Remember the ST-Ericsson 3GHz NovaThor A9 from MWC? Want to know a bit more about it and several other chips that work with it to get you fast 4G calls and data?
The headline is of course the FD-SOI process that allows the NovaThor SoC to hit 3.0GHz without melting a hole in the steel table it is sitting on. One often overlooked side of this is how much power you can save using the same device at a lower frequency, in this case the same 1.85GHz that the non-SOI 28nm chip runs at. Take a look at the demo below, the two phones at the bottom have their backs removed and an IR camera pointing at them. Those images and some related data is shown on the screen above them.
Guess which one is 28SOI and which is not?
As you can see, over the course of 2 hours 41 minutes, the SOI version of the chip used about 31% less energy to do the same job as the bulk version at the same clocks. This means it runs cooler, needs less of a heatsink to operate, and leads to longer battery life. It is a win/win in all regards for the manufacturer and end user. What’s not to like?
Volte works for the author
For those of you that have been waiting a seeming eternity for Voice Over LTE aka VOLTE calling, it has arrived. ST-Ericsson was demoing their wideband 7400 multimode LTE modem at MWC, and had a live cell network in their booth to demo it on. The VOLTE call worked just like any normal call, but since it transfers voice as data over a higher bandwidth connection, it can save a lot of battery versus making the same call over 3G. Better yet, VOLTE can transmit a wider frequency band of audio for so called “HD” calling. Basically it sounds a lot better than normal circuit switched voice as well as being less energy intensive. Since the tech has been ready for years now, expect real world deployments before 2019. Maybe.
The last demo was again pretty simple to describe, it uses the ST-Ericsson M7450 to do carrier aggregation at 150Mbps on a single chip. For those of you not versed in telecom spectrum allocation minutia, and shame on you if you aren’t in this day and age, what this means is every carrier has a subset of the frequencies allocated to them. In the case of cellular data, each carrier has a different allocation and this can vary a lot by country and even with each one.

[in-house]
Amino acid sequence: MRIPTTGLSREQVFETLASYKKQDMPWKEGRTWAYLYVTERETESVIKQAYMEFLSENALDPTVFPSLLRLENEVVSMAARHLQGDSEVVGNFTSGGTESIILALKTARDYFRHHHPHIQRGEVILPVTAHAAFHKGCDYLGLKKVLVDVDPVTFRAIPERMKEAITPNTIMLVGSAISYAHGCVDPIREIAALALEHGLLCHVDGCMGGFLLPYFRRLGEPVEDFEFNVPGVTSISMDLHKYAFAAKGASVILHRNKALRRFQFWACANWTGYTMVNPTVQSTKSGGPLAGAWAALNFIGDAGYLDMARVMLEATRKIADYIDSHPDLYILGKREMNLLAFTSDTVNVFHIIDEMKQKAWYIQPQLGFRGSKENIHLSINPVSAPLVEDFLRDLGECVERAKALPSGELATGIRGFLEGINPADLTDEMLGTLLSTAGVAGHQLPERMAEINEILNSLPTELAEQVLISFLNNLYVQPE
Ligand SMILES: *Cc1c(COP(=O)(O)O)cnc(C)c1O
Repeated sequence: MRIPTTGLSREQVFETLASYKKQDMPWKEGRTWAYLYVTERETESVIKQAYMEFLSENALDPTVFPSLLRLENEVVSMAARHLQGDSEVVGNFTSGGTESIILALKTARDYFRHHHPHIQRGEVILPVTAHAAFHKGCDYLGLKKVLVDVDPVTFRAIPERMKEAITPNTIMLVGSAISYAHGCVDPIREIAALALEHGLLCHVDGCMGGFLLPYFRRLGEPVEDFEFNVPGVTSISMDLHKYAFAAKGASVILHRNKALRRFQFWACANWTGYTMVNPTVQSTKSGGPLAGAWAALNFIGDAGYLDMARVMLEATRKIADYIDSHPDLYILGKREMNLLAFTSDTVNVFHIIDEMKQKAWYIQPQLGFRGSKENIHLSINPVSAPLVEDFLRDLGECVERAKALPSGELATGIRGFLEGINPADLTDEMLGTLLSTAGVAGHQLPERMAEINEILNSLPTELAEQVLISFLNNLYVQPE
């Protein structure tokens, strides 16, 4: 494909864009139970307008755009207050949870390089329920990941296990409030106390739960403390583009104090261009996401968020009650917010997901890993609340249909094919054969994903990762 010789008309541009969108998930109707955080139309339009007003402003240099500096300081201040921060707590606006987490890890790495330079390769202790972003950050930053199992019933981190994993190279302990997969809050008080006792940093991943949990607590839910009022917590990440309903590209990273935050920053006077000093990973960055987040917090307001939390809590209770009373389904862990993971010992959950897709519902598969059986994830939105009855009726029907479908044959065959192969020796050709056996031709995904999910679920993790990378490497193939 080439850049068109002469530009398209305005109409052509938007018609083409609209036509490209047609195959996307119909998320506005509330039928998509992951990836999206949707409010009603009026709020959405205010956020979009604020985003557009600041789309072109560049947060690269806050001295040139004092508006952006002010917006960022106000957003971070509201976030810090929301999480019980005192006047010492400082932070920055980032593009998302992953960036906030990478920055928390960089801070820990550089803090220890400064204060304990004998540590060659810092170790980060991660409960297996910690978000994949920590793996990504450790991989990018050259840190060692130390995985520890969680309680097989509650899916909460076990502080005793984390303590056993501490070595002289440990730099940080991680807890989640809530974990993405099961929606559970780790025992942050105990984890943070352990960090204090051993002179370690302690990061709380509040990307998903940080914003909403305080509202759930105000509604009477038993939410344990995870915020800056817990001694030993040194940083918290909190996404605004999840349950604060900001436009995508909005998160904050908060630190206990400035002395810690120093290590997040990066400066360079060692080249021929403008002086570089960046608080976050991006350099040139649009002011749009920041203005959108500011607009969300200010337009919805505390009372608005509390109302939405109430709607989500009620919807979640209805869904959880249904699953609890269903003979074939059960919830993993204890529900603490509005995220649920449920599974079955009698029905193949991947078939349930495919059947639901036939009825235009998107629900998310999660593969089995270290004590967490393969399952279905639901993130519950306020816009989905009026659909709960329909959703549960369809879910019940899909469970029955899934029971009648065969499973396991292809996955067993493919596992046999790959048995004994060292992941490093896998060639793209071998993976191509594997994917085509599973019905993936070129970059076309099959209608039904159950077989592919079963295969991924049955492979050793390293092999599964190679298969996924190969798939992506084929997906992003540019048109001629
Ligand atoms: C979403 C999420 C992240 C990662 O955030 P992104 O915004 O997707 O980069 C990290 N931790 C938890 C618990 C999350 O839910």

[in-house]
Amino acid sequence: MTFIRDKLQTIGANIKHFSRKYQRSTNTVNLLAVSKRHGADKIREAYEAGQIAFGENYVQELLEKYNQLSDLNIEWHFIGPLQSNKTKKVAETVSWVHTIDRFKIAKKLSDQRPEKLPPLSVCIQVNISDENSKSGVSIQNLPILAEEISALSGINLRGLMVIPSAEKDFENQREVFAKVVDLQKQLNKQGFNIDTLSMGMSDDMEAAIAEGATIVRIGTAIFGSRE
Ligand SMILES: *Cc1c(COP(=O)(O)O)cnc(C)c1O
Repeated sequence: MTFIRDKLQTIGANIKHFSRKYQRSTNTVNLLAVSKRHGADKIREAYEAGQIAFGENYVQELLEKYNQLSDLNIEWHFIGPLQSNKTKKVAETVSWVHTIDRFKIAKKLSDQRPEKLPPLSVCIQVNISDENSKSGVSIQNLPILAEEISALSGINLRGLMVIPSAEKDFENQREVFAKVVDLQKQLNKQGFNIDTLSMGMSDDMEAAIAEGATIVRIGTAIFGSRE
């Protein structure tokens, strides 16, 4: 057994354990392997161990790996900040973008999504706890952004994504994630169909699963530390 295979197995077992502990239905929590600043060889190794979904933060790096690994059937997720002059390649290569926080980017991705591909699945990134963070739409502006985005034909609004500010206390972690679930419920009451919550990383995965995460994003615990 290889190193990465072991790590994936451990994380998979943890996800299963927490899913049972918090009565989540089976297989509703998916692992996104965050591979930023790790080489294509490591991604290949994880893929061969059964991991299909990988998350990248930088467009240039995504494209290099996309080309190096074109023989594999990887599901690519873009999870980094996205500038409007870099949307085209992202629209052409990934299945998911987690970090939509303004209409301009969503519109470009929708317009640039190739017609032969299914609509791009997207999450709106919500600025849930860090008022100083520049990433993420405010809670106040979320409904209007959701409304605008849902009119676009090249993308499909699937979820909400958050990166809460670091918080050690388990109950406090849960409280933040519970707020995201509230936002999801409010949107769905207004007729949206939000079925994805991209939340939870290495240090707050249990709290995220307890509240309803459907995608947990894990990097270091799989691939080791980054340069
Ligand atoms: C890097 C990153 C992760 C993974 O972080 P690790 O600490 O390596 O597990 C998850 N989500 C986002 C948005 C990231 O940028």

The board overlaid on the demo, with bonus real hardware on the side
Hardware makers and base station operators need to be able to support the entire available range, and that can cause headaches. Take for example GSM with it’s 800/900/1800/1900 frequencies, and don’t forget each one of those are subdivided in to many sub-bands which are what the carriers are allocated. The above demo was simple enough, pick a bunch of frequencies and the chip would support all of them to a maximum throughput of 150Mbps. There were US, Korean, and Japanese frequencies in the demo, several encoding possibilities on top of those, and likely more not shown too.
You could pick any four of them that you wanted to tune in, and the hardware did so. This may not sound all that dramatic until you consider this used to be the work of many disparate bespoke chips. The ST-Ericsson booth had lots of local networks set up, so you could see that it worked, and the signals were decoded cleanly all with the chip overlaid on the demo. The signal decode is shown on the right with the four graphs, if you understand what they represent, you can see that it works. If you don’t, well just pretend, point to the right side, and nod if someone asks, we’ll back you up.S|A
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